Liff Happens

Theft in Lost and Found: Don't ask for Passwords!

Ya... but why?

Like it’s not a big deal and super easy to verify a found phone… Wrong! Terrible security practices that leads to theft in Lost and Found!

Sure it’s easy but it’s also super easy to drain bank accounts, access private data, install malicious software, and generally wreck your customers’ lives. Plus, it’s a frequent behavior for phone thieves. 

Password on Phone

Still don't believe me?

Reporter suffering from Theft in Lost and Found fro giving out a passcode.
Seems like the newspeople got a little too close to this story...

Theft in Lost and Found

Impersonating Lost and Found or a “Good Samaritan” is a common practice for thieves to try and pry secure information from the former owner. This is an increasingly common behavior along with the increase of stealing phones, especially at Music Festivals!!!

Security is more important than ever...

A smartphone has become more and more essential in running your everyday life and that’s not slowing down. As the key tool to access all of your financial information, personal data, work info, (sometimes) your key to houses and cars, and now the point of contact to verify identity and behavior. Letting third-parties, like the Lost and Found, unlock your devices is just asking for ruin.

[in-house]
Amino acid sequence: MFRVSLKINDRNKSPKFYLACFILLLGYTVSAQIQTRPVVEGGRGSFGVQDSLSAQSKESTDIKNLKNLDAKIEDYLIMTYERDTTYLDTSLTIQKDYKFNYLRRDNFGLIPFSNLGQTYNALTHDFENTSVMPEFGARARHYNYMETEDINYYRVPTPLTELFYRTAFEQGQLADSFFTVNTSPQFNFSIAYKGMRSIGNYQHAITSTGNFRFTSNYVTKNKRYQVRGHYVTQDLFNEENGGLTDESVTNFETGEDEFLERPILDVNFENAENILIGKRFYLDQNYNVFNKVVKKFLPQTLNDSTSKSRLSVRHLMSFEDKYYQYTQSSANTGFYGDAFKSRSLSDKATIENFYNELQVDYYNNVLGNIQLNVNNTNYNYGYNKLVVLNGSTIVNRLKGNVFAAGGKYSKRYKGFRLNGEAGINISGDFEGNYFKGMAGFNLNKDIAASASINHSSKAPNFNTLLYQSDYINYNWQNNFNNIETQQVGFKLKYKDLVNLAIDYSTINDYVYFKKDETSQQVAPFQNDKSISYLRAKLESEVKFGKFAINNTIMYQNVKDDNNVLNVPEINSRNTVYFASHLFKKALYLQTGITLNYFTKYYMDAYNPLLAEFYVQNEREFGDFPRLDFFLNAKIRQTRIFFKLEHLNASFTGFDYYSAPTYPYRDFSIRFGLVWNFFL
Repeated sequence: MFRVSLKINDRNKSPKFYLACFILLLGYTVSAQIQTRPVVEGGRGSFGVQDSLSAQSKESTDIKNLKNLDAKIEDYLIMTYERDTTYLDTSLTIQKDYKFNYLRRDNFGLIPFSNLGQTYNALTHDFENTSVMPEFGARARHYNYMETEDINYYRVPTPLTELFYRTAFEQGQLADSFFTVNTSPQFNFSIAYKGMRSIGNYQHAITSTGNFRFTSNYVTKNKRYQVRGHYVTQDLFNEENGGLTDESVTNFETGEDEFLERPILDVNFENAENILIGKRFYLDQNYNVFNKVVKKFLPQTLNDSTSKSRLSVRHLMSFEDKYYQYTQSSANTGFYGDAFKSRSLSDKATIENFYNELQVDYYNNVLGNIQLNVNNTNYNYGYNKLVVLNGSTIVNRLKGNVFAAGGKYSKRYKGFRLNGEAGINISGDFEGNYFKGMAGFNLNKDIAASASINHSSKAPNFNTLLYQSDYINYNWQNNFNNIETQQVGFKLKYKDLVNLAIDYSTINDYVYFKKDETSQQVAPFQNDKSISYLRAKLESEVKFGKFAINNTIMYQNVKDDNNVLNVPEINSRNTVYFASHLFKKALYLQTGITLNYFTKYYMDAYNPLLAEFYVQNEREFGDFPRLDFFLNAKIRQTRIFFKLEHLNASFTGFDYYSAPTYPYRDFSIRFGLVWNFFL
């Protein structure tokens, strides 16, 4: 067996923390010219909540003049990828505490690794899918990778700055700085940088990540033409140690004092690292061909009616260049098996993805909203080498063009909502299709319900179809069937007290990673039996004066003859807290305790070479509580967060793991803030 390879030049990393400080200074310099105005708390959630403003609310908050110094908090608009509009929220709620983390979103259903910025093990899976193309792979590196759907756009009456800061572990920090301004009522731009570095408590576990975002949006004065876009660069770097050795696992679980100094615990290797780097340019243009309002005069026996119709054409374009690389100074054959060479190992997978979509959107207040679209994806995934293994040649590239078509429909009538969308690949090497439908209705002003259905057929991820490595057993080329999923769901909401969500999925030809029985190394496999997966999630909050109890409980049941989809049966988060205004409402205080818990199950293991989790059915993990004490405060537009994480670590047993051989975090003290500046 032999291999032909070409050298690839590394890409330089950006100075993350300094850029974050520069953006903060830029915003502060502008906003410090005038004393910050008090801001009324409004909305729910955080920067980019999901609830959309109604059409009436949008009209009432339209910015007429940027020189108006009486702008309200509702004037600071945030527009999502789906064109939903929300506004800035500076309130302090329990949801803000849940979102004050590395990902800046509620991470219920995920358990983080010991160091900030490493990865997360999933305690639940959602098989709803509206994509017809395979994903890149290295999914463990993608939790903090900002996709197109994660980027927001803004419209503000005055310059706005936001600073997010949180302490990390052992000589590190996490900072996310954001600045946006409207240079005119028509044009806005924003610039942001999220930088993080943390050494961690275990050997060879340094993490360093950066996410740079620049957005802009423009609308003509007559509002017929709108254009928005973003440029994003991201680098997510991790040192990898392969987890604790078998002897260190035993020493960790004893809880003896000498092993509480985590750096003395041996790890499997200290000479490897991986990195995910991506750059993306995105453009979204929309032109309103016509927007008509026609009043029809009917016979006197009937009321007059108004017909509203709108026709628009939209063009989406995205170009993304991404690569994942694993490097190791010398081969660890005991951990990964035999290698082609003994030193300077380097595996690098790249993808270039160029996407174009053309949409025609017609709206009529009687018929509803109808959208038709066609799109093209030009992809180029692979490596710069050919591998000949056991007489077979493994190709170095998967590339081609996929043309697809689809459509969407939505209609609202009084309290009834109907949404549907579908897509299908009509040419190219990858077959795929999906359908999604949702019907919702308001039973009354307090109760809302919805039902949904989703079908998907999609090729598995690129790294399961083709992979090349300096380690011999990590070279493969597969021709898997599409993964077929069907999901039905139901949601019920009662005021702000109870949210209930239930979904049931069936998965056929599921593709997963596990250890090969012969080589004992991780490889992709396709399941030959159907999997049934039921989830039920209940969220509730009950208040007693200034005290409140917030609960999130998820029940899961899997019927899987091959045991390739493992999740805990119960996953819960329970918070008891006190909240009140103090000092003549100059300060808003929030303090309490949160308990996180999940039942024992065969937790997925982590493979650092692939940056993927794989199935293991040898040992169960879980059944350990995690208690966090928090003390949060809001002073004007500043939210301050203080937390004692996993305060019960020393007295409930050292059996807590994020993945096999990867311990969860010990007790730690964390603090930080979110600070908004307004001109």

Additionally, organizations that use this method as the key behavior to verify items, like asking for passcodes in webforms (dumb), through emails (super dumb), and text messages or calls on the device (so incredibly and unbelievably dumb), you are just asking to harm your customers. Also, you’ll be liable for your employees behavior so I hope you trust them with millions of dollars in potential damages. 

So... what's the alternative?

Having an owner unlock the item in person and not sharing that passcode directly with anyone is a perfectly reasonable approach to verify an item ownership. But context here is really important. 

The alternative may not be as simple as tell me the info you have in your head, but it’s way safer for your organization and your customer. Personally, we’re fans of using serial numbers, such as the IMEI number (we wrote a whole post about the practice here: IMEI and ME), which might require a bit of customer education but I can guarantee customers’ will appreciate the attention to detail… and the money staying in their bank accounts.

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